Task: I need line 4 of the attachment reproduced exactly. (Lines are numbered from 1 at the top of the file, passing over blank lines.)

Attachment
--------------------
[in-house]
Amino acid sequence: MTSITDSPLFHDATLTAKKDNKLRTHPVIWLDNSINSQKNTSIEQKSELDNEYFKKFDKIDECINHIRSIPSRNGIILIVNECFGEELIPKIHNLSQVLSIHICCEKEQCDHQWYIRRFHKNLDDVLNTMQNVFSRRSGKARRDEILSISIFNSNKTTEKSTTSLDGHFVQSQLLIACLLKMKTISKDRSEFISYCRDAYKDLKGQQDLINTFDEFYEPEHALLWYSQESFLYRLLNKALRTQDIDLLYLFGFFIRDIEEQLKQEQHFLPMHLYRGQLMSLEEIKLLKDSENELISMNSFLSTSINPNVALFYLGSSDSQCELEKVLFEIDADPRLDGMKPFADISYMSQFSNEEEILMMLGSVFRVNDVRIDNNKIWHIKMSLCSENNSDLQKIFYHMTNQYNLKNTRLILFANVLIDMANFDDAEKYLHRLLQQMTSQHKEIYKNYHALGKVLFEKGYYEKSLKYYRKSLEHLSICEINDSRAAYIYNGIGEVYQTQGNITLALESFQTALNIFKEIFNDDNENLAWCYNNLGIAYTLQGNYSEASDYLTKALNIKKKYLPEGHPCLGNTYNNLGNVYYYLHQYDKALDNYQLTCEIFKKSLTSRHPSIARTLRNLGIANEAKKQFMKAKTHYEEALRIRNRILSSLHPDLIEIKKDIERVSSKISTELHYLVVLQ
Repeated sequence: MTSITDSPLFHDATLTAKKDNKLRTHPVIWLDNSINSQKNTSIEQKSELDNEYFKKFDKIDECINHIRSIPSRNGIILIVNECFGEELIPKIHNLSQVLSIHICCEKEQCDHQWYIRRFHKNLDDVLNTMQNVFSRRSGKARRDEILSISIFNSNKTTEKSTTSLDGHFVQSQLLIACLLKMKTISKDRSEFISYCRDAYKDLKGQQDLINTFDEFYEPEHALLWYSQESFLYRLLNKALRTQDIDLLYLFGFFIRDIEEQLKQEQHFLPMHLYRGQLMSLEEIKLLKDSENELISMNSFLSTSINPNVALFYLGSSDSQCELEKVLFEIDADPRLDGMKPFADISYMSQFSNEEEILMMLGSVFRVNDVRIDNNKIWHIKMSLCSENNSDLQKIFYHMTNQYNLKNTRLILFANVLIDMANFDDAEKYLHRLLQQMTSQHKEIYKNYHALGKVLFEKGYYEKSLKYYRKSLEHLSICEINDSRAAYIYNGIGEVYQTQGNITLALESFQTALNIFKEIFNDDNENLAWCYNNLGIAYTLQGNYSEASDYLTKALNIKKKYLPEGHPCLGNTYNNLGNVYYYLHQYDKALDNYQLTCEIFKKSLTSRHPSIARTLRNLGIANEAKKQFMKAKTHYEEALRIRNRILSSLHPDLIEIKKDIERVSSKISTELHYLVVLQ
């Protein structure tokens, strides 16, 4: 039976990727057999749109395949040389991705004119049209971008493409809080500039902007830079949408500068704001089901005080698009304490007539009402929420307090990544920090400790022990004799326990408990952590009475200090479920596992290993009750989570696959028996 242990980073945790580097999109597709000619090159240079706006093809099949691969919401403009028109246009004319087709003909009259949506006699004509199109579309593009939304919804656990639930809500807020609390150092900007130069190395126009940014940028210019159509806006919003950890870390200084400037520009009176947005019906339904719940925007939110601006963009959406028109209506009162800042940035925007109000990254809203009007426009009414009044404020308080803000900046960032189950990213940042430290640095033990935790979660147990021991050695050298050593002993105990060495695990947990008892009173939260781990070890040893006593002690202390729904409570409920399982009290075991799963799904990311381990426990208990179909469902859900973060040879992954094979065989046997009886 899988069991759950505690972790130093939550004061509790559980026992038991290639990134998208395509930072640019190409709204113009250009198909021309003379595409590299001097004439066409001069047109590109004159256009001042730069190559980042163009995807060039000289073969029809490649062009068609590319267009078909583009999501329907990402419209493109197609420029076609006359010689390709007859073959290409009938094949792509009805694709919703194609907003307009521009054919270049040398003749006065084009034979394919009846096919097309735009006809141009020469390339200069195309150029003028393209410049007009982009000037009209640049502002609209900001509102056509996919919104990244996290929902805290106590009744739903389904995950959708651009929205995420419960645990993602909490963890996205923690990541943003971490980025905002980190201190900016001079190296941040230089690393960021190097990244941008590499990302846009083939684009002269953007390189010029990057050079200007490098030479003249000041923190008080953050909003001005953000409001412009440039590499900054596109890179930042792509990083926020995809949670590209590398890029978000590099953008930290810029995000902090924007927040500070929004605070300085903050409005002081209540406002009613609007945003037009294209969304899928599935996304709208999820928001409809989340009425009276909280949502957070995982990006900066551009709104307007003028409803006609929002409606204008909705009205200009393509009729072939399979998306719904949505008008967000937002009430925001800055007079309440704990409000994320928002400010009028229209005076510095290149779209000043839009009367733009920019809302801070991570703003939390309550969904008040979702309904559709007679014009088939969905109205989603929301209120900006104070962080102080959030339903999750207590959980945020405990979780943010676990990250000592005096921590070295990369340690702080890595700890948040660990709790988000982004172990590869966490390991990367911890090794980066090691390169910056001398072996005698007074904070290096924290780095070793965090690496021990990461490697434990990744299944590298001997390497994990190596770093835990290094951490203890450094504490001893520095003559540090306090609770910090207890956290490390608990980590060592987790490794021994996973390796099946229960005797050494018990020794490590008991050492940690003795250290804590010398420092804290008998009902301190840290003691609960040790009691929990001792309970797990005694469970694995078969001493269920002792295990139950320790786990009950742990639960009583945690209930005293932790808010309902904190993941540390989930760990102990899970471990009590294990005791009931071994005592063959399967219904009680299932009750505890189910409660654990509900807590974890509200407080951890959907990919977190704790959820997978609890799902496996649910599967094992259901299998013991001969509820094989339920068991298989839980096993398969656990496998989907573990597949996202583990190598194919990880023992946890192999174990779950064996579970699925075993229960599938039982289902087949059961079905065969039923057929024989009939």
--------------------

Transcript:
């Protein structure tokens, strides 16, 4: 039976990727057999749109395949040389991705004119049209971008493409809080500039902007830079949408500068704001089901005080698009304490007539009402929420307090990544920090400790022990004799326990408990952590009475200090479920596992290993009750989570696959028996 242990980073945790580097999109597709000619090159240079706006093809099949691969919401403009028109246009004319087709003909009259949506006699004509199109579309593009939304919804656990639930809500807020609390150092900007130069190395126009940014940028210019159509806006919003950890870390200084400037520009009176947005019906339904719940925007939110601006963009959406028109209506009162800042940035925007109000990254809203009007426009009414009044404020308080803000900046960032189950990213940042430290640095033990935790979660147990021991050695050298050593002993105990060495695990947990008892009173939260781990070890040893006593002690202390729904409570409920399982009290075991799963799904990311381990426990208990179909469902859900973060040879992954094979065989046997009886 899988069991759950505690972790130093939550004061509790559980026992038991290639990134998208395509930072640019190409709204113009250009198909021309003379595409590299001097004439066409001069047109590109004159256009001042730069190559980042163009995807060039000289073969029809490649062009068609590319267009078909583009999501329907990402419209493109197609420029076609006359010689390709007859073959290409009938094949792509009805694709919703194609907003307009521009054919270049040398003749006065084009034979394919009846096919097309735009006809141009020469390339200069195309150029003028393209410049007009982009000037009209640049502002609209900001509102056509996919919104990244996290929902805290106590009744739903389904995950959708651009929205995420419960645990993602909490963890996205923690990541943003971490980025905002980190201190900016001079190296941040230089690393960021190097990244941008590499990302846009083939684009002269953007390189010029990057050079200007490098030479003249000041923190008080953050909003001005953000409001412009440039590499900054596109890179930042792509990083926020995809949670590209590398890029978000590099953008930290810029995000902090924007927040500070929004605070300085903050409005002081209540406002009613609007945003037009294209969304899928599935996304709208999820928001409809989340009425009276909280949502957070995982990006900066551009709104307007003028409803006609929002409606204008909705009205200009393509009729072939399979998306719904949505008008967000937002009430925001800055007079309440704990409000994320928002400010009028229209005076510095290149779209000043839009009367733009920019809302801070991570703003939390309550969904008040979702309904559709007679014009088939969905109205989603929301209120900006104070962080102080959030339903999750207590959980945020405990979780943010676990990250000592005096921590070295990369340690702080890595700890948040660990709790988000982004172990590869966490390991990367911890090794980066090691390169910056001398072996005698007074904070290096924290780095070793965090690496021990990461490697434990990744299944590298001997390497994990190596770093835990290094951490203890450094504490001893520095003559540090306090609770910090207890956290490390608990980590060592987790490794021994996973390796099946229960005797050494018990020794490590008991050492940690003795250290804590010398420092804290008998009902301190840290003691609960040790009691929990001792309970797990005694469970694995078969001493269920002792295990139950320790786990009950742990639960009583945690209930005293932790808010309902904190993941540390989930760990102990899970471990009590294990005791009931071994005592063959399967219904009680299932009750505890189910409660654990509900807590974890509200407080951890959907990919977190704790959820997978609890799902496996649910599967094992259901299998013991001969509820094989339920068991298989839980096993398969656990496998989907573990597949996202583990190598194919990880023992946890192999174990779950064996579970699925075993229960599938039982289902087949059961079905065969039923057929024989009939």